A Hard Thing and a Happy Thing

Today I’m tired. Not sleepy, though I have been short on sleep due to anxiety, my heart is tired. My brain is tired. I have this creeping desire to abandon all these new habits because they are hard and retreat back into old familiar habits. I can’t of course. The world around me has shifted in ways that no longer allow my familiar habits. I have to deal with the tired until the new ways of being become my new set of familiar habits.

Yesterday was the official beginning of distance learning for my one kid who is still in high school. It didn’t go well. Rather it didn’t go at all because the kid looked at all the emails and had an overwhelming feeling of “there is no point to all of this.” Then he closed the emails and did none of the work. Him not doing assignment work is par for the course, it is what we’ve been struggling with for years. When he was in the classroom, he absorbed learning just by being there even though he was failing the classes by not doing the homework. Now it is all homework all the time. I’ve no idea how to teach a 17 year old to care about homework. Prior to this month he could have dropped out and gotten a job, but now we’re quarantined and all the jobs he was qualified for (fast food) have been canceled. So that is my hard thing for today. I’ve no idea how to map a road to self-sufficient adulthood for my young adult children. All the old maps are canceled.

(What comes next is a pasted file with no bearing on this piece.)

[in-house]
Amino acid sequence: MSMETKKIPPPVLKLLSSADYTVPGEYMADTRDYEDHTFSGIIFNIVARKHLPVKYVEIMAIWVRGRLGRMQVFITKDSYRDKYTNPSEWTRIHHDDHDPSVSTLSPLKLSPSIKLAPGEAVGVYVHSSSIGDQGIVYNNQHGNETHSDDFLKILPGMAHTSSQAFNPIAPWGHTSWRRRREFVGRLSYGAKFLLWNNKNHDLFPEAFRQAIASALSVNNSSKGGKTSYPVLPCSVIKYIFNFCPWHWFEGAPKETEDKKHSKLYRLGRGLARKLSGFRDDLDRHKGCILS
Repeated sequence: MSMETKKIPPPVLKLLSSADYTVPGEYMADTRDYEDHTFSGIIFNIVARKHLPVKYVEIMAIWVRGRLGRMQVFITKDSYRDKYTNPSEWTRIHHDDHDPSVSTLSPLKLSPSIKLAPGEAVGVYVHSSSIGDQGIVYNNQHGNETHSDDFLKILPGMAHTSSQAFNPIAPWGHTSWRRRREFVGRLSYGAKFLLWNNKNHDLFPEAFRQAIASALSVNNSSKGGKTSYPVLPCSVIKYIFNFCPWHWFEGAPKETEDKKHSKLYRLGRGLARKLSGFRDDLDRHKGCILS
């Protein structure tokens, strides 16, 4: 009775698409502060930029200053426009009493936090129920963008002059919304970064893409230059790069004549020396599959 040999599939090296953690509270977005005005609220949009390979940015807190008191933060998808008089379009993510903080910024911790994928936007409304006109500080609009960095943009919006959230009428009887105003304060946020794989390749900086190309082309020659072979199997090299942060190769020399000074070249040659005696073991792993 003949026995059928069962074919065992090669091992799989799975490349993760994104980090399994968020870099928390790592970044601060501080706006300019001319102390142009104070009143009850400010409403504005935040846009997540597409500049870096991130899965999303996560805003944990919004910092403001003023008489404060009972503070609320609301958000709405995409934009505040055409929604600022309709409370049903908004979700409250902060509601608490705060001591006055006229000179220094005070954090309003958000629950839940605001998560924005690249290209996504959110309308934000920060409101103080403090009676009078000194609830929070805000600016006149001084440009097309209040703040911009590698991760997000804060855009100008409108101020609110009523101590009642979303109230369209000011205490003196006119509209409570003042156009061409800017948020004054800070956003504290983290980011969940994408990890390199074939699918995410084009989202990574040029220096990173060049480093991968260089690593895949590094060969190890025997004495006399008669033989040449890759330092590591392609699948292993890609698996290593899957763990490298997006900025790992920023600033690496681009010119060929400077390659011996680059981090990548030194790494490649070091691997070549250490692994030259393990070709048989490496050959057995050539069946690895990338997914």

My happy thing for today is food. I’m really liking the ways that Howard and I are banding together to manage our food resources so that I only go to a grocery store once per week. We’re paying attention to what we have in the fridge. We’re cooking from scratch. We’re eating left overs before they go bad. Howard has performed several instances of kitchen hedge wizardry where he grabs left overs and random ingredients and then through alchemical magic created the best foods ever. We had amazing pulled pork enchiladas last night and amazing beef stew on Sunday. This food management and cooking piece is lovely and I want to keep it even if other things go back to “normal.”

And Now Earthquakes